Author Topic: Creating new leaders  (Read 3563 times)

Offline lethalbeef

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Creating new leaders
« on: May 04, 2011, 10:59:07 AM »
Since a lot of community leaders have been around for a long time and trying to get everything off the ground and running smoothly, we often are the most knowledgable and connected members of any local community. I don't mean to sound arrogant but rather sort of burdened by the fact that it makes me one of the few leaders who have the expertise to help out new people.

But it brings to the fore the need of creating new leaders. I think a lot of us have become leaders out of a lack of leadership in the past; back when parkour was obscure, the communities were smaller, and the resources were limited, the only way we could get started was to just try it, and then spread what we knew to whoever else happened to come by. As things have grown, we've kind of accomodated it all, learned to be better leaders, learn better organization, etc. But personally I know I won't be able to play as big a part in the future, now that I'm out of college, now that I'm trying to teach more.

I'm lucky that there are a certain number of people that have happened to step up and get involved in organizing local stuff, and we have some great programs at SFPK like Area Representatives to embrace local leadership. There's still a lot more to do, though, and I think there are other equally effective ways to help people get more involved in the community. What are your guys' opionions or suggestions on creating strong leaders to assist you or replace you?

Offline Alec Furtado

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Re: Creating new leaders
« Reply #1 on: May 04, 2011, 10:51:26 PM »
Well, let me say that you can only make someone a leader with his or her permission. It seems super obvious, but the true motivation for a leader to do what they do must come from within themselves. You can support them and mentor them as much as possible, but their own desires are what will keep them going while you're there and after you're gone.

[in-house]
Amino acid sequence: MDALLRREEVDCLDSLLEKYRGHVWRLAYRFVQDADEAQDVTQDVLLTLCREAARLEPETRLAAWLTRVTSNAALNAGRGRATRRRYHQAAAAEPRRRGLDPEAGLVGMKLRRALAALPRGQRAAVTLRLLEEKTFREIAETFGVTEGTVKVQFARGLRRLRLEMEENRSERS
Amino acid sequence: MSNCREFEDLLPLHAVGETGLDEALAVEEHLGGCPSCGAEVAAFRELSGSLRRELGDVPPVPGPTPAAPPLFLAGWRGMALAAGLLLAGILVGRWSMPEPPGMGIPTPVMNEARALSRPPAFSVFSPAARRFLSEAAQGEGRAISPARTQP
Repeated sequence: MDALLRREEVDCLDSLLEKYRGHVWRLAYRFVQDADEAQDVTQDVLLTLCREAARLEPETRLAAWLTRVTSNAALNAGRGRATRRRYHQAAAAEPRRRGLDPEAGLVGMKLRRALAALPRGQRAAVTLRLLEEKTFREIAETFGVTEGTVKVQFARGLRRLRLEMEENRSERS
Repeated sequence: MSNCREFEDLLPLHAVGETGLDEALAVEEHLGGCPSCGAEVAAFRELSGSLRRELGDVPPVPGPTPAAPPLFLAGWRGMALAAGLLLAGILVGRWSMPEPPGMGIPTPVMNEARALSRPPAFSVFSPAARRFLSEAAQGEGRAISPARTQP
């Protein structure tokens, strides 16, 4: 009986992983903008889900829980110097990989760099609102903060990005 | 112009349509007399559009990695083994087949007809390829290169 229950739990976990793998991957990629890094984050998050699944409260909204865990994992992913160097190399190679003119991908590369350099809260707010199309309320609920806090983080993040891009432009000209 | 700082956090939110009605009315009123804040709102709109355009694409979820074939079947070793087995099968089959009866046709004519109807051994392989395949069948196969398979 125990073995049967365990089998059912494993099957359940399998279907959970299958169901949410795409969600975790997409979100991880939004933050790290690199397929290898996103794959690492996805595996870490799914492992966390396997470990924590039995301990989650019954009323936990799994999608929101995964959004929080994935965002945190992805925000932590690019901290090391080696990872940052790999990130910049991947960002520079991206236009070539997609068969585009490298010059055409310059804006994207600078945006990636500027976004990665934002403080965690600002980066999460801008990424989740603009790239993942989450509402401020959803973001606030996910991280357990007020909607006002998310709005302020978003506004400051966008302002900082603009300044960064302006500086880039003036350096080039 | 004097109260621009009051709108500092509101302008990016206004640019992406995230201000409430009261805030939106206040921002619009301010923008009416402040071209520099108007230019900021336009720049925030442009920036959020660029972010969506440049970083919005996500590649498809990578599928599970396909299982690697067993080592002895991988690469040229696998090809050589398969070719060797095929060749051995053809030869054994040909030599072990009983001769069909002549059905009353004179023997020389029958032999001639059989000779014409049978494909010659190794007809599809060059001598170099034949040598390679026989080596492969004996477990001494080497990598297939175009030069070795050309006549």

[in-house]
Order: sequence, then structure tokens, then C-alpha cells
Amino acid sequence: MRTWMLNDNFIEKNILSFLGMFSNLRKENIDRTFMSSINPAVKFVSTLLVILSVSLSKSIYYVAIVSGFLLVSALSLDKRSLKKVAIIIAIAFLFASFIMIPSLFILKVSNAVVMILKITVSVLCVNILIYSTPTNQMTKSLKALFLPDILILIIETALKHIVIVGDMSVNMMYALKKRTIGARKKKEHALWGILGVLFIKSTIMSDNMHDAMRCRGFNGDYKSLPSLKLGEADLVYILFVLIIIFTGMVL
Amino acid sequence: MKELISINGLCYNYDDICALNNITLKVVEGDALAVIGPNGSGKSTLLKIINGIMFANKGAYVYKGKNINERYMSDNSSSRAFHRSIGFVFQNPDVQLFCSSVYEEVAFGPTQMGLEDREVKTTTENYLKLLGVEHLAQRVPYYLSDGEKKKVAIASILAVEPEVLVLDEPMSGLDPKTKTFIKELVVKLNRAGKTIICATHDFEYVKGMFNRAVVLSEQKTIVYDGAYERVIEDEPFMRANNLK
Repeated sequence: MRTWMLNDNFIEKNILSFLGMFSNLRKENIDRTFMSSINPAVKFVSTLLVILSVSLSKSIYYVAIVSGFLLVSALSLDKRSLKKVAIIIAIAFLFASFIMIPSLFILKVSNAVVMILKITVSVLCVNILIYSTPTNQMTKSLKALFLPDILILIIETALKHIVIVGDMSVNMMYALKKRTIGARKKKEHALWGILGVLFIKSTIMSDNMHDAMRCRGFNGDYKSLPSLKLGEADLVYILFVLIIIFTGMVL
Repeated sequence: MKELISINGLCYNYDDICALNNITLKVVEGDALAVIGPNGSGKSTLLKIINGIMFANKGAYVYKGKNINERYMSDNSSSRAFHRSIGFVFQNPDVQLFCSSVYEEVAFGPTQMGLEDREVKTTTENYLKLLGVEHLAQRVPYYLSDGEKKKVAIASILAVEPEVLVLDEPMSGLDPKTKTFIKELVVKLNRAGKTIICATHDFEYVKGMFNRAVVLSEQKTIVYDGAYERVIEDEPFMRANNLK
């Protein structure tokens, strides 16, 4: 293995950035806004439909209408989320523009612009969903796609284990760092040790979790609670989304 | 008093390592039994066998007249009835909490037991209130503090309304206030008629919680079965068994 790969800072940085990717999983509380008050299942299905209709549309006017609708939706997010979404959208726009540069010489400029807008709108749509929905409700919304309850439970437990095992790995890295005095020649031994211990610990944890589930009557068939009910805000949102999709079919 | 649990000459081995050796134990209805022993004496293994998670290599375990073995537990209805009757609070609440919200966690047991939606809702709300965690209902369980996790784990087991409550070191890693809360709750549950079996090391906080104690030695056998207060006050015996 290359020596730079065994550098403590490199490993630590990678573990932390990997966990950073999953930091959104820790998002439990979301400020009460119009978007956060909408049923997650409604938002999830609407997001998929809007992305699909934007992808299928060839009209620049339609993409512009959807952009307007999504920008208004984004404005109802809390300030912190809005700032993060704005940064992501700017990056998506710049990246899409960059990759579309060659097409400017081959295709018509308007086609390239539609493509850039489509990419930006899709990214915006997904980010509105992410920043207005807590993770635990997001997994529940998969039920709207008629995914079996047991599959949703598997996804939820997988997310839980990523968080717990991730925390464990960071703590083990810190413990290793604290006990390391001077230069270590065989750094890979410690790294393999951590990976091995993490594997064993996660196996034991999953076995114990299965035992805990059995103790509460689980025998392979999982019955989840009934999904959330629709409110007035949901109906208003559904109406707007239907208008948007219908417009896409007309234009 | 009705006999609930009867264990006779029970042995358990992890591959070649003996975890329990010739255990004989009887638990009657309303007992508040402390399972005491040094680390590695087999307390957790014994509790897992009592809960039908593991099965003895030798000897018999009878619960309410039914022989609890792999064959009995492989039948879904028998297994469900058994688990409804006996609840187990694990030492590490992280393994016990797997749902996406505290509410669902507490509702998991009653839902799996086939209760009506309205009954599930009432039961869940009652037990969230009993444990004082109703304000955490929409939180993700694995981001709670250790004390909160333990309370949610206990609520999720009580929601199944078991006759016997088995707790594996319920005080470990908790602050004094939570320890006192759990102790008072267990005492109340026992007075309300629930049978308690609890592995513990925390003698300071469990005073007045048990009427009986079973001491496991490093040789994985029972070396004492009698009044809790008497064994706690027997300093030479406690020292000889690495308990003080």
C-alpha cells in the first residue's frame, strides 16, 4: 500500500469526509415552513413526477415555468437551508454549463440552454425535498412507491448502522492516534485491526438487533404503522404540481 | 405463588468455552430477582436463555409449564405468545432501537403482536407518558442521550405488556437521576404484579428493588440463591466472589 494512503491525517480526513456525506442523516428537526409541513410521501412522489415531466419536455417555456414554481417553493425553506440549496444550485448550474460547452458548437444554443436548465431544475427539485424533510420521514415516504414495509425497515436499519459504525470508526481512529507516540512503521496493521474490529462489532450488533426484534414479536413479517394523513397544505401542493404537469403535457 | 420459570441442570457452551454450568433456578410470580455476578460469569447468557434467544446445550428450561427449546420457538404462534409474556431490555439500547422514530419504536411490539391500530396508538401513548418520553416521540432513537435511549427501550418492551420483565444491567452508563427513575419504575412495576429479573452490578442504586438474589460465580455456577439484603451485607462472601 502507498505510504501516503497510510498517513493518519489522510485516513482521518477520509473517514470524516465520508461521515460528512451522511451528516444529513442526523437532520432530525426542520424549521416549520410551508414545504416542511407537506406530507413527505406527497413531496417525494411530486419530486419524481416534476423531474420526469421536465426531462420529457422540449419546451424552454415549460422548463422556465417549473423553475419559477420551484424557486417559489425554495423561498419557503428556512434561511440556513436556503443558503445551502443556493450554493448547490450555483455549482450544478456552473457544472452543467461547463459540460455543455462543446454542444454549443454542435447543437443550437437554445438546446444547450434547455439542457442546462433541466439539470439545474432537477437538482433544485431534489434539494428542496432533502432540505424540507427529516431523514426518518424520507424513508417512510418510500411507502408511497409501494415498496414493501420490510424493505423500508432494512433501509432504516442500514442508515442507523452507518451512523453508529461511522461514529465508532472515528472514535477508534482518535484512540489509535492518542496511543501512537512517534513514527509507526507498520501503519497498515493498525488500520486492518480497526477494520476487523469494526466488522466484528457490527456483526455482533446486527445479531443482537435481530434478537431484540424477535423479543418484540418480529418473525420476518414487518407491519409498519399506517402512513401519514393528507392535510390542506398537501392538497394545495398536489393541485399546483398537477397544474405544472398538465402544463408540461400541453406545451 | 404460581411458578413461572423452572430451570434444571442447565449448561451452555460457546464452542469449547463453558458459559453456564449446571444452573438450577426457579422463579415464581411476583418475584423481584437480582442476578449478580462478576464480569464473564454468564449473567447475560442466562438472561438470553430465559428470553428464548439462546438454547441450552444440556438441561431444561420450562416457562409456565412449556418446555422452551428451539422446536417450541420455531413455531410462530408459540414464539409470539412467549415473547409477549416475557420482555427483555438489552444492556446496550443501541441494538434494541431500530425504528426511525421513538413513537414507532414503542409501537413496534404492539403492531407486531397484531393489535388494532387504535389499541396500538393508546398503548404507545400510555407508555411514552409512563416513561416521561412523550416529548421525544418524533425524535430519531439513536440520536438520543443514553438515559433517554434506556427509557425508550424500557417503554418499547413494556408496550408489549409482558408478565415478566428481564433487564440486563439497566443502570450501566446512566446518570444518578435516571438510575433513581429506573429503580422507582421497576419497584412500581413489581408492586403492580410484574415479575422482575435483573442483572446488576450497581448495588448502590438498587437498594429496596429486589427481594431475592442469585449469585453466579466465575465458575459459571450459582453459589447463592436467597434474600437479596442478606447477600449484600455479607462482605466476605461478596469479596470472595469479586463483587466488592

That being said, IMO, you have to let leaders rise naturally. The first step is to build yourself as a leader. It's a well-understood principle that you attract the kind of people who you are. You can "convince" someone to take your leadership position, but if you have to, chances are they won't be around very long.

I feel that another important step is to make it apparent that there is a need for others to step up. Ask who wants to take charge on something, run a training session, setup and coordinate a jam, etc.. People will volunteer and you should mentor them along the way. Don't think they are "the one" though, as they are probably very unsure about it themselves. Just provide them the assistance and tips along the way while they stay at the wheel. You'll find people who like it.


My personally, I take the step of reading tons of PMA (positive mental attitude) and people skills books. It might seem like a crazy step for something like this, but I encourage it for everyone, just taking 15-20 minutes a day for it. Describe a problem/situation, I can probably give you a book for it. I want to start a book-club here but only if people express interest in it. I do have one in particular that is fantastic if you care to know.
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Offline Adam McC

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Re: Creating new leaders
« Reply #2 on: May 05, 2011, 04:38:39 AM »
Yep. I've begun this process this season. I've been running my regular class for long enough that there are  now people who've been training with me and watching me teach for up to a couple of years. There's been a lot of people talking about a more advanced class. But I realized it's not more advanced training they're looking for, because they get that anytime they ask for it. It's learning how to teach and become a leader. So, I've begun a leadership class.

It's an open class, which means anybody can come in and join it. It's not invite only, because it's not up to me to decide who can or cannot be a leader. The nature of the class is difficult, and will weed out those not willing to put in the effort on its own. We spend half of the class focusing on the skill and knowledge aspect of leading, ensuring that the foundation of understanding and ability is there, and the other half of the class focusing on skills that rotate around leadership, including teaching methods for Parkour, techniques for leadership in general, and personal development.

I too have noticed a lack of good leadership out there, so hopefully these efforts will help branch out some good leaders.

It's a good system, it works smoothly, because people love to teach and to try to assume roles of responsibility. Anybody who's been at Parkour that long obviously loves a challenge, and taking on the responsibility of teaching and instructing is indeed an exciting responsibility. If you'd like more info on how I run the class, let me know and I'd be happy to talk to you about it.